Media release

Aussie firefighters warned: more mega-fires on the way

The cost of “mega-fires” has already doubled this century, with researchers warning firefighters to brace for more extreme bushfires under climate change.

New research, published in a special issue of the journal Climatic Change, found the time between such mega-fires or “fire storms” is shrinking and the conditions under which these catastrophic fires develop are worsening.

In a finding that’s consistent with similar research carried out in the United States, the research authors conclude that mega fires in Australia are 30% more likely to develop by 2070[1].

At the same time, a new analysis reveals the cost of catastrophic fires to insurers is rapidly rising. In 1987-1996 there was $88 million in insurance claims recorded as a result of mega-fires. This jumped to $491 million between 1997 and 2006, and more than doubled to $1.179 billion between 2007-2016.

Australian Firefighters Climate Alliance spokesman Jim Casey says it is frightening to think this is becoming the “new normal”.

“These findings won’t come as a surprise to firefighters who have experienced these mega-fires up close. They know first-hand that they are unlike anything they have faced before – fires like Black Saturday bushfires in Victoria, or the Yarloop fire in Western Australia that destroy everything in their path.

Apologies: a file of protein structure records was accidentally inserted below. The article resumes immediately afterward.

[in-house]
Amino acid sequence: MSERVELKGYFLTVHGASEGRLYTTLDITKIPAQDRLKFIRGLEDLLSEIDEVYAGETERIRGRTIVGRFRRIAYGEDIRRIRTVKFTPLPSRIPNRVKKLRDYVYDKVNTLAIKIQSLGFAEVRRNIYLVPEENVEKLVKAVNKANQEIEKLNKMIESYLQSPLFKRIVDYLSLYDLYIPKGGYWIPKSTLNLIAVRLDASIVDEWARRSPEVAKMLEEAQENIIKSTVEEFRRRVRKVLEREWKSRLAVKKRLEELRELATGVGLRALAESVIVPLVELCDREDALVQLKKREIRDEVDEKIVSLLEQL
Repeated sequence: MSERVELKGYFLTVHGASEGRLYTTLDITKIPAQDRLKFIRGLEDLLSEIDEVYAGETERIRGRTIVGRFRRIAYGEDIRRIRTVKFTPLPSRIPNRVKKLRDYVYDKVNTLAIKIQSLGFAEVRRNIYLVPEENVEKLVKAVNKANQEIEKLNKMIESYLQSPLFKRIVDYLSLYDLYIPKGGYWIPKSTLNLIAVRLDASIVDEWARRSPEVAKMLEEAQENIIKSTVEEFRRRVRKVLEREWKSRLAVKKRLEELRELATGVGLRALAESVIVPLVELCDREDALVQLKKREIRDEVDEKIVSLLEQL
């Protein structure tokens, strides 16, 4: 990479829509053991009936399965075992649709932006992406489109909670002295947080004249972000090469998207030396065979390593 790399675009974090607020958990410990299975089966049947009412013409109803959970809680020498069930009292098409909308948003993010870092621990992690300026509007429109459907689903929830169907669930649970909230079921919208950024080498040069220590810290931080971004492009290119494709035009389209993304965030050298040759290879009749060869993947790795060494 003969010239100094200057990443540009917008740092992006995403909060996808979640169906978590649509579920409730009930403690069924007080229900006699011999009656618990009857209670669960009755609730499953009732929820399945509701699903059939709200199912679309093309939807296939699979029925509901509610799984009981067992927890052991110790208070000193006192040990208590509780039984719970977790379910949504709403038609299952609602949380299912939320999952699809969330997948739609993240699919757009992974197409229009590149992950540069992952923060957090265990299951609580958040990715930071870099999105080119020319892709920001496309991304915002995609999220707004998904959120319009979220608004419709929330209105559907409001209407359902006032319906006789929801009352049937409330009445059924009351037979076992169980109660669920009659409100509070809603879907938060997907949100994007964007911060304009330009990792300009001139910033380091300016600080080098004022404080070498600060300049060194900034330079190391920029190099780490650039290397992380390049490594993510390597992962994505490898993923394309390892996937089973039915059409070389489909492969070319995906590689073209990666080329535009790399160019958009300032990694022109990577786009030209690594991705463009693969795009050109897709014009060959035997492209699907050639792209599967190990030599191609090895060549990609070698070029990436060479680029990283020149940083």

“These are the sort of fires that can’t be fought in the way you would a traditional bushfire – they are too large, and too intense. You can only get people out of the way.”

In the past decade such mega-fires have been fought in Victoria, Western Australia, New South Wales and the ACT. As the population continues to increase the number of people affected is only expected to grow.

Mr Casey said the financial cost to communities was only one part of the story with both firefighters and those living in bushfire-prone areas having to deal with high-levels of emotional trauma.

“Lives lost can never be replaced, and many Australians live with the ongoing trauma after a bushfire.

“The cost of not addressing the root cause of worsening bushfires is high, and growing ever higher. That’s why we keep saying that our government must do everything it can to protect people by addressing climate change and encourage other governments around the world to do the same.”

There is extensive research on how climate change is lengthening bushfire seasons and worsening conditions but the latest research is the first in Australia to look specifically at catastrophic “mega-fires” or “fire-storms”.

[1] Overall the time between such fires has shrunk with an approximate doubling of frequency – from about a 6.9 year interval in 1900 compared with 3.5 years in 2015. This suggests that the potential for fires to intensify into extreme bushfires will increase due to climate change, with an average increase of approximately 30% by 2070.